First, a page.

The kitchen with mugs hanging on the wall
The cooktop, “fogón”, heated with wood fire

All Hondurans, no matter how poor, are wonderful hosts.  They 

immediately served us coffee with homemade bread and “rosquillas” (a savory donut.)  We sat and chatted for awhile as people began to arrive.  Finally, there were 21 of us gathered in the living room and the worship service began.  You see, that is why we were there. The food delivery was simply an add-on to the monthly visit from from Pastora Juana and the others.  As Angel explained, many of the people have never heard about Jesus.  “We are going to “soplan vida.” (We are going to blow life…in other words, bring the Word of God to the people.)

The living room. The curtains provide
privacy for the “bedrooms”
Receiving food


Once everyone arrived, we gathered in the living room.  We started with song and prayer.  Hermano Ramon (Brother Ramon) led us in prayer and Angel led the music. Some of us sang with all our hearts but others didn’t know the songs.  They were politely listening and, we hope, soaking in the message.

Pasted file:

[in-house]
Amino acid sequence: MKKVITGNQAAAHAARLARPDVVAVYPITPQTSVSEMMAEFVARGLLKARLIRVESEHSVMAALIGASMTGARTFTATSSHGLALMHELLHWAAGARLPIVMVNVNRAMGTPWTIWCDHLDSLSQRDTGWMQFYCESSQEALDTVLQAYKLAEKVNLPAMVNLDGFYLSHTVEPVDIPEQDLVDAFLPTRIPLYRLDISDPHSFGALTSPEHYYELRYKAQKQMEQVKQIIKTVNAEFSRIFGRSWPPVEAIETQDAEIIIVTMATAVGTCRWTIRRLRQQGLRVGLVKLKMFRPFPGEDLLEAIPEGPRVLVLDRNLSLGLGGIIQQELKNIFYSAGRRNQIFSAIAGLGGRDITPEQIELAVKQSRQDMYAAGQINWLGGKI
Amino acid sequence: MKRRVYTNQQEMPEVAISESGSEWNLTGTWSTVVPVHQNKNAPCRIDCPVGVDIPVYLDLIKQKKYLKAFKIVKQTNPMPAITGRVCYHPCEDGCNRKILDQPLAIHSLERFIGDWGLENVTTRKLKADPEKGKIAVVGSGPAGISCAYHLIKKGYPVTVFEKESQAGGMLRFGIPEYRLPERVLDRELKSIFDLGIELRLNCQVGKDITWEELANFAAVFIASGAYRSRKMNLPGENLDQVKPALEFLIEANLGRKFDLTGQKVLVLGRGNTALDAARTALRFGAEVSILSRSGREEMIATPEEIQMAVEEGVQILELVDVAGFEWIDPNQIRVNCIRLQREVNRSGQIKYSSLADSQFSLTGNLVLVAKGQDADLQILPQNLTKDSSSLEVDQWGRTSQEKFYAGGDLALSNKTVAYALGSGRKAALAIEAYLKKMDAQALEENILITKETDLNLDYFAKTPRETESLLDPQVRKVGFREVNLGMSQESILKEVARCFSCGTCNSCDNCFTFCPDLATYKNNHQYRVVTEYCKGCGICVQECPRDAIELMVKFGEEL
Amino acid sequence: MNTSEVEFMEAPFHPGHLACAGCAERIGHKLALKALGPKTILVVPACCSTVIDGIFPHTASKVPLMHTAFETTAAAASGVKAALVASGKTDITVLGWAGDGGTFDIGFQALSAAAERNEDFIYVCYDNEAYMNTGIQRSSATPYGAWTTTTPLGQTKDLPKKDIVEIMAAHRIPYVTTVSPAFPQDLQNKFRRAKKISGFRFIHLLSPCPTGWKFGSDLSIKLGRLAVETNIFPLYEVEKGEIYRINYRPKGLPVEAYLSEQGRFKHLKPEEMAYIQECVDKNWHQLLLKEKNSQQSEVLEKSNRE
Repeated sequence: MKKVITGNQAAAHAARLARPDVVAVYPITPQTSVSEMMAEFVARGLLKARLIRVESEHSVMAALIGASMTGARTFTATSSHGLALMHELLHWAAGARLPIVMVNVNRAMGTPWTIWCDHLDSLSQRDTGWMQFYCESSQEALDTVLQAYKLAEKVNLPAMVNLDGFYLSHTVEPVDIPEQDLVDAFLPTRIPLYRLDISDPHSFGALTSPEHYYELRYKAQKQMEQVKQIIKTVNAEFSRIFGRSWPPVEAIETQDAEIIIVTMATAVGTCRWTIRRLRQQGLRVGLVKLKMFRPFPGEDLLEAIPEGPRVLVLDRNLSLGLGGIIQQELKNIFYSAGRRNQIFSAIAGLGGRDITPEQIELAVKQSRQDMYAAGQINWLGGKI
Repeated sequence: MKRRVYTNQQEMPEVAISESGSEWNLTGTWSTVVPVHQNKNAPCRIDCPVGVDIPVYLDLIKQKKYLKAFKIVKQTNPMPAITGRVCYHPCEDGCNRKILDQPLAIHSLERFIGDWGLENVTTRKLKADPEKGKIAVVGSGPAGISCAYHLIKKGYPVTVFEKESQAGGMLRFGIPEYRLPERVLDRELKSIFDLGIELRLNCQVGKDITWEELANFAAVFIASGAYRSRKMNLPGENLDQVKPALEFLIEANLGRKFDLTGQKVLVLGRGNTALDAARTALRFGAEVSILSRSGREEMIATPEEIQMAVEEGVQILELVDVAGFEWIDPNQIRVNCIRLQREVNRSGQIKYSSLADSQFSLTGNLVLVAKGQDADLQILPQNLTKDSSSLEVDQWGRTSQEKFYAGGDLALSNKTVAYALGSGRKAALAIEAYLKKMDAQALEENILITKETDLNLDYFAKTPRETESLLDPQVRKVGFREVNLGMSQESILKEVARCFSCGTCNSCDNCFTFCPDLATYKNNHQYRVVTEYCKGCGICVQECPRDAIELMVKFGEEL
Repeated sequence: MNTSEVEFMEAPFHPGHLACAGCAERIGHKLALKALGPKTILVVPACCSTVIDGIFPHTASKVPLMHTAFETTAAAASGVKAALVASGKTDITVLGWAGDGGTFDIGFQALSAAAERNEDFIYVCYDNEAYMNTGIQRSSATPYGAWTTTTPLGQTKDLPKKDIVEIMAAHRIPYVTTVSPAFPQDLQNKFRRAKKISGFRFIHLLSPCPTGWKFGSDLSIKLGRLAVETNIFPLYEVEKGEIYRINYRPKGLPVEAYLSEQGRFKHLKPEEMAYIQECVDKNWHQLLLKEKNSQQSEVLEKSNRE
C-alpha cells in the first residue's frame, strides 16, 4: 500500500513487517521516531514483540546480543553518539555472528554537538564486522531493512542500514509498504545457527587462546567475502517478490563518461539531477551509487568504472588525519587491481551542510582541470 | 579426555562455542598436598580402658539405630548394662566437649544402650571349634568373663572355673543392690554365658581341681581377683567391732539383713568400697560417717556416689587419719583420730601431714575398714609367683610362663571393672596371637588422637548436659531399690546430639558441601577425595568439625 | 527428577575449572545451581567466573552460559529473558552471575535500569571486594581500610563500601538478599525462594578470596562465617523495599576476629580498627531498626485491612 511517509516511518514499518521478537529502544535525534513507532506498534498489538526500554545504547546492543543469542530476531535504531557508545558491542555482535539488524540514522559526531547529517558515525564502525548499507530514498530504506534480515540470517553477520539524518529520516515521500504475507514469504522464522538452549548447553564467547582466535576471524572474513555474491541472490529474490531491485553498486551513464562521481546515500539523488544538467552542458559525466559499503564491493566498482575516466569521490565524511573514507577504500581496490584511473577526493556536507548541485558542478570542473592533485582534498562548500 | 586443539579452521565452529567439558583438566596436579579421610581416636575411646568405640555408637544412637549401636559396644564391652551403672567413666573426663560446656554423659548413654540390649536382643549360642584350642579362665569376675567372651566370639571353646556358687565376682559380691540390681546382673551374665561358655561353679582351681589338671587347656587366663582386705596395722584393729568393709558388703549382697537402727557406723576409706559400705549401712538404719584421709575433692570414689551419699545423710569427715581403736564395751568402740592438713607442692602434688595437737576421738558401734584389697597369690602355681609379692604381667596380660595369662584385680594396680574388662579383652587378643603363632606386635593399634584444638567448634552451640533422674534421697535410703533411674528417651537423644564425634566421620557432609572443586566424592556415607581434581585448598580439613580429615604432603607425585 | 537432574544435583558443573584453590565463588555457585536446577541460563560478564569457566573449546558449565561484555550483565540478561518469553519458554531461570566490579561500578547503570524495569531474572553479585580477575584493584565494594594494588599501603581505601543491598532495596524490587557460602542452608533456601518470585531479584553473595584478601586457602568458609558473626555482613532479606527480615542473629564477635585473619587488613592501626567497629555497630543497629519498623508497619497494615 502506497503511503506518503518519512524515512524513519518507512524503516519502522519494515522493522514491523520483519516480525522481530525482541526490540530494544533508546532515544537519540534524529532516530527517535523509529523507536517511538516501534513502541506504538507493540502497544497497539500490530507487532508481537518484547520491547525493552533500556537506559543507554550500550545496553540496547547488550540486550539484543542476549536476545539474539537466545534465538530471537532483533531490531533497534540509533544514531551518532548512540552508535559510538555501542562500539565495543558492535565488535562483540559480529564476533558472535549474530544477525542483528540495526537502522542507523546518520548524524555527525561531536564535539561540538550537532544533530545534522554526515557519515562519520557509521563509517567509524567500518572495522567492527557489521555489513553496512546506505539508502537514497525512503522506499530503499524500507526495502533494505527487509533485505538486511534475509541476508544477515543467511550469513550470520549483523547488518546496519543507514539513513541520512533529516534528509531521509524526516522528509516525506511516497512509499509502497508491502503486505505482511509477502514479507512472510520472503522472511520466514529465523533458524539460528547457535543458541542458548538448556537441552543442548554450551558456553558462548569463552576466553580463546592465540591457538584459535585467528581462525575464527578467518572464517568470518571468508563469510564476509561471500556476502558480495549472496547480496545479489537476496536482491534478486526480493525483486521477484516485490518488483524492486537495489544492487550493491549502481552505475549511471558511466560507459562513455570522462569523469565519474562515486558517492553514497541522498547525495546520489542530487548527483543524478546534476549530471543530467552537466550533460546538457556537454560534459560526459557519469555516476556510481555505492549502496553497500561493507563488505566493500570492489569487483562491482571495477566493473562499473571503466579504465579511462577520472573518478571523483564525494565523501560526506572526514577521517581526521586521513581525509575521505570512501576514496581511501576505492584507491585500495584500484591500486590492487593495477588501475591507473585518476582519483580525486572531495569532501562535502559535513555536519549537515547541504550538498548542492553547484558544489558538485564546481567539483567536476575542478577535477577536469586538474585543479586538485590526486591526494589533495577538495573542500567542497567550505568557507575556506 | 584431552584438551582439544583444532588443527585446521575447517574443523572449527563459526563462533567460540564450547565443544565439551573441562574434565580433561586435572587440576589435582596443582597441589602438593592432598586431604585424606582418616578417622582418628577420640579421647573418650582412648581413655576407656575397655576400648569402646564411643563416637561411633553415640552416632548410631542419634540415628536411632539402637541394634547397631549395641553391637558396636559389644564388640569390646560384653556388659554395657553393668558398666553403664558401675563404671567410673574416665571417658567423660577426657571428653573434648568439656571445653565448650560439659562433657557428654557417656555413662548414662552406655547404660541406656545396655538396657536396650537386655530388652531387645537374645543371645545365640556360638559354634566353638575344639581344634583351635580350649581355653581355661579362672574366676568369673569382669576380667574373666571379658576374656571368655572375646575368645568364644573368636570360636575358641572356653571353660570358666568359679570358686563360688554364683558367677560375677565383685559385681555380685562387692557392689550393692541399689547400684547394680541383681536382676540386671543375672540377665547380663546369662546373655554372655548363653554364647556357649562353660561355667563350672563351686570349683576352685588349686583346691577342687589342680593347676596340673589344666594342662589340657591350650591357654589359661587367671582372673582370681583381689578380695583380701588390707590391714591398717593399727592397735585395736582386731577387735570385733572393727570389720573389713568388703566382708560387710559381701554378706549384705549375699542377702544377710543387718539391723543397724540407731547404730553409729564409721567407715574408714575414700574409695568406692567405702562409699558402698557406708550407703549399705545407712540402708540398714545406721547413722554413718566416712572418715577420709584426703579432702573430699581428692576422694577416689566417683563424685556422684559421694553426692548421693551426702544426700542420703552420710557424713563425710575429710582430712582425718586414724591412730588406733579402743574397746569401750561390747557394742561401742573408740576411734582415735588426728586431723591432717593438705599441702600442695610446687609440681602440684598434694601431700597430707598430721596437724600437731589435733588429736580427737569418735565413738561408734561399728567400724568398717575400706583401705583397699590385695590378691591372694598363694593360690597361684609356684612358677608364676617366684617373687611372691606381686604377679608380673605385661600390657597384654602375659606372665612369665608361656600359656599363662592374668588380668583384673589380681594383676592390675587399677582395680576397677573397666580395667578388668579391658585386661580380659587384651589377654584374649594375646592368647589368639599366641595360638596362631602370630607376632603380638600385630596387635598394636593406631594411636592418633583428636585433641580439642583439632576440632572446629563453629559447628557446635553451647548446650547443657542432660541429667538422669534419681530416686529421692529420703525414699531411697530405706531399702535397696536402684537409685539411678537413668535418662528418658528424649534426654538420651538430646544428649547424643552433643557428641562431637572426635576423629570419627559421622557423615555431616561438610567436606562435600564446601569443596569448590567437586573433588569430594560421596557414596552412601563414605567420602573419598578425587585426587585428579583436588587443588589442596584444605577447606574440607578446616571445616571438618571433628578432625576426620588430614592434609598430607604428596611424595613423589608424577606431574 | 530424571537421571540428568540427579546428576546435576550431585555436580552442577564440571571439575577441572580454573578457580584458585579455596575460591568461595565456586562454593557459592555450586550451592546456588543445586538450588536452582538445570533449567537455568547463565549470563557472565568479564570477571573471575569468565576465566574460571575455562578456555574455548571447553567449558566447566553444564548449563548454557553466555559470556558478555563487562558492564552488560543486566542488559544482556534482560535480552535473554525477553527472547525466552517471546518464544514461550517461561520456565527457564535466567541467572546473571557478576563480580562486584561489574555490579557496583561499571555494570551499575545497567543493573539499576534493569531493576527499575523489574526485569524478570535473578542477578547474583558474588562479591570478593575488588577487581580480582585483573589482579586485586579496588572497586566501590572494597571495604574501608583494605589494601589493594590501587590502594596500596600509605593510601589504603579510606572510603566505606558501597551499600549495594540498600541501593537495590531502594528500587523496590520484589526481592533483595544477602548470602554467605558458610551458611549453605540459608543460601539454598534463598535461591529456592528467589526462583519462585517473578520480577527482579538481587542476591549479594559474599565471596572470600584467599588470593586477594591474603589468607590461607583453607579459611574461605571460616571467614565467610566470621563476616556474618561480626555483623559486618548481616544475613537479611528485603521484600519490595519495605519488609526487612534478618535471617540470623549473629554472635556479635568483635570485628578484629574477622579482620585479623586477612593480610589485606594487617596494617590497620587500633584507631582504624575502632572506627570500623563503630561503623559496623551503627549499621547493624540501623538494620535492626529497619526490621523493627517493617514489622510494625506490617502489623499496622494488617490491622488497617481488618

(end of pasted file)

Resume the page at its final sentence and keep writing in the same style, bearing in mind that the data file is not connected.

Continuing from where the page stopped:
Pastora Juana began her homily with, “We are not here to bring you religion.  We are here to bring the power and the love of Jesus Christ.”  She went on to emphasize the power of God’s love and Jesus’ promise of forgiveness of sin, unconditional love, and eternal life.  Then Cordelia stood to give her testimony.  She had a very serious heart condition.  She was taking tons of medications and was always short of breath. Her doctor told her she needed surgery.  Cordelia burst into tears, not because she didn’t have money to pay for the surgery (she didn’t) but because she was sure she would die during the operation.  The church came alongside of her and prayed.  Hondurans pray with an energy, faith and fervor I have never seen elsewhere.  At her next doctor’s appointment, no surgery was scheduled.  She was cured!  Her heart is in perfect shape!  As she wiped away tears, her face was aglow with the power and love of Jesus.  We were all moved by her story of how Jesus blew life into her heart, both physically and spiritually.  Now, she makes the two hour trip by mule every Sunday to attend church.   That is why they come, a grueling trip there and back, to answer God’s call to put off their dreams of living in comfort and ease and go into the valley of bones to blow life into these precious children of God.